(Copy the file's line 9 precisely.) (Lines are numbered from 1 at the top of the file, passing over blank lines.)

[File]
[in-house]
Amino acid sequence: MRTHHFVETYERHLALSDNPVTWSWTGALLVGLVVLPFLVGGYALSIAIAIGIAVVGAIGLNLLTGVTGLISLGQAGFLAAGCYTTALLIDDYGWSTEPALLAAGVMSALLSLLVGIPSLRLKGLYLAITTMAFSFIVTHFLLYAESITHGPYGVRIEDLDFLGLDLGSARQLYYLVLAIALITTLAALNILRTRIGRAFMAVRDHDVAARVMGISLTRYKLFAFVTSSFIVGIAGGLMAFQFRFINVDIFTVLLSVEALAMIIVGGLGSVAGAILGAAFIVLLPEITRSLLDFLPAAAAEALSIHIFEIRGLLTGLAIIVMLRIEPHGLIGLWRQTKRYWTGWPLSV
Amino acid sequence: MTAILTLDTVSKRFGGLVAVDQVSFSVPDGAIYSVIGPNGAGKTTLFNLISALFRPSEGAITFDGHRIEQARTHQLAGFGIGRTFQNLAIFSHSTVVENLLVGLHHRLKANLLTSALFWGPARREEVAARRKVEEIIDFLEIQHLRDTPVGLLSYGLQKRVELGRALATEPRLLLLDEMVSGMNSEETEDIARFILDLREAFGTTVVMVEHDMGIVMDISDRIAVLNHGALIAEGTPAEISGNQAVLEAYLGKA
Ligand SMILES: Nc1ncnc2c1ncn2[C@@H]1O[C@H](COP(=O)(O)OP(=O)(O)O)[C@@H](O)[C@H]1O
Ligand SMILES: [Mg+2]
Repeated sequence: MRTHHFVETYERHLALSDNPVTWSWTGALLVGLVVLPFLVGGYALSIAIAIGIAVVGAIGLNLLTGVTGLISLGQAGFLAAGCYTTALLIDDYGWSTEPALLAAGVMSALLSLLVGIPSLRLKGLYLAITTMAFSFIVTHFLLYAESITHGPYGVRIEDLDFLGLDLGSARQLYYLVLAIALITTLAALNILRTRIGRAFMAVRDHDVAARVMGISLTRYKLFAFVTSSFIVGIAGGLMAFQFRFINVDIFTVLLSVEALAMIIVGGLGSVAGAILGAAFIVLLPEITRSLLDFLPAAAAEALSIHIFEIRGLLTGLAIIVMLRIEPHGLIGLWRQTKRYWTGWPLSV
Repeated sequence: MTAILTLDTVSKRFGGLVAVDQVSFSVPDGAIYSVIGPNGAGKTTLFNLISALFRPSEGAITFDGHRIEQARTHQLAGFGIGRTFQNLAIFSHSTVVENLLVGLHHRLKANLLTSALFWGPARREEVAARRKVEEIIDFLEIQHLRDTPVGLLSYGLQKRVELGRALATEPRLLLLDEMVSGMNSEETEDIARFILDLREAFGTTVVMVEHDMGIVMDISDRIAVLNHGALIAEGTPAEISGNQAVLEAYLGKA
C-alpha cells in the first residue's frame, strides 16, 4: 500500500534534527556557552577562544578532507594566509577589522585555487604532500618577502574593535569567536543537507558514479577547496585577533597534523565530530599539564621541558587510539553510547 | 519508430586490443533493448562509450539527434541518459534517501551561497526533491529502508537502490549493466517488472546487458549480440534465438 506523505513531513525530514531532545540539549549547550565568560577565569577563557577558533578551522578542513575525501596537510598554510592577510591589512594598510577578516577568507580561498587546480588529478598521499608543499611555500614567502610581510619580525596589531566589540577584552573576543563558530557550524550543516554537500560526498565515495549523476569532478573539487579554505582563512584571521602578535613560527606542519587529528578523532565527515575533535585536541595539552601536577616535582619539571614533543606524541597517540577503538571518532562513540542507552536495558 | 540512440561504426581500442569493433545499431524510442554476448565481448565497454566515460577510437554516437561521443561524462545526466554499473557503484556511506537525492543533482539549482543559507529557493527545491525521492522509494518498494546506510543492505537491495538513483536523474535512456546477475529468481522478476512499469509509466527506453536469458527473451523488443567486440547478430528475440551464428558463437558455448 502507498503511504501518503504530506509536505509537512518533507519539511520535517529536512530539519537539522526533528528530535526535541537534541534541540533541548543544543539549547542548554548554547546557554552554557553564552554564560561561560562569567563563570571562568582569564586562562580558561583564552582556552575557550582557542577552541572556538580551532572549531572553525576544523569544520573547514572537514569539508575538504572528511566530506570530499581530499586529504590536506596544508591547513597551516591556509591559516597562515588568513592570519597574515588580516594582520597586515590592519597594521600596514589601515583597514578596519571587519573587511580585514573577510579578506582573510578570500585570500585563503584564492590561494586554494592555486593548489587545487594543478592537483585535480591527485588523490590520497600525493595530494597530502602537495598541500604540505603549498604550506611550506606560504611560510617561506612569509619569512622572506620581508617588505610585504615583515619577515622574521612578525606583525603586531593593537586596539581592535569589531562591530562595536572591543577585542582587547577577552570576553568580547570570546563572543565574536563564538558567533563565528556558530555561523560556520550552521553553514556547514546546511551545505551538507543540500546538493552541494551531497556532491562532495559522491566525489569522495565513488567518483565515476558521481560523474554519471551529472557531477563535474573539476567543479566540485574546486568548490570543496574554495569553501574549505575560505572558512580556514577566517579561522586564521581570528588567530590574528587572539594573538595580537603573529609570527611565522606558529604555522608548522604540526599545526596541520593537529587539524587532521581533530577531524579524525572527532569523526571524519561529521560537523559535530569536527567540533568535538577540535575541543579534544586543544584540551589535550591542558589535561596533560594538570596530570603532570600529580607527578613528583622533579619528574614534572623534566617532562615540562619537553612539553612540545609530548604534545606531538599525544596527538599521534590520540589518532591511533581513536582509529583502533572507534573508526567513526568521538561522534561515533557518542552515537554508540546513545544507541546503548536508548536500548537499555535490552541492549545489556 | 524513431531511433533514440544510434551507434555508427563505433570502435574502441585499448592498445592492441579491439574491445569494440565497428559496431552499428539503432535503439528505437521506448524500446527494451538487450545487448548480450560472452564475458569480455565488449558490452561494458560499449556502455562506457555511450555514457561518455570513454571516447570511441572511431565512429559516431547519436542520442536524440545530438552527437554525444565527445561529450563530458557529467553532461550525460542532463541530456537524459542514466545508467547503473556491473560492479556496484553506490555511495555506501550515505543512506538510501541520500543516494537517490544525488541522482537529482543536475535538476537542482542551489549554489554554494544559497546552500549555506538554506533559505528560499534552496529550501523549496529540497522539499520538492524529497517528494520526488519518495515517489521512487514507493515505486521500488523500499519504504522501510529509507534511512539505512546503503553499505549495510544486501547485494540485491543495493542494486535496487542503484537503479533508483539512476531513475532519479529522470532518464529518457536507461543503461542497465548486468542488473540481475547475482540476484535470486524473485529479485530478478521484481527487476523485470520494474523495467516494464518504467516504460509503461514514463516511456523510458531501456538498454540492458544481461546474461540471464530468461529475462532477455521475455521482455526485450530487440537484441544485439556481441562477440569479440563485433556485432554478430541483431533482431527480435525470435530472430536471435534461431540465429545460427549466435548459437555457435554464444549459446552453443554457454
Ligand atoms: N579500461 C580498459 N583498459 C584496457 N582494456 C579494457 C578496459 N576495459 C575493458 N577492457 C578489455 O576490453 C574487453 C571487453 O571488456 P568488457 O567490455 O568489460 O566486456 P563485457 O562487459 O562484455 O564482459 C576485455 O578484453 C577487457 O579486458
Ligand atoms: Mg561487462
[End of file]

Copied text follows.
Ligand atoms: N579500461 C580498459 N583498459 C584496457 N582494456 C579494457 C578496459 N576495459 C575493458 N577492457 C578489455 O576490453 C574487453 C571487453 O571488456 P568488457 O567490455 O568489460 O566486456 P563485457 O562487459 O562484455 O564482459 C576485455 O578484453 C577487457 O579486458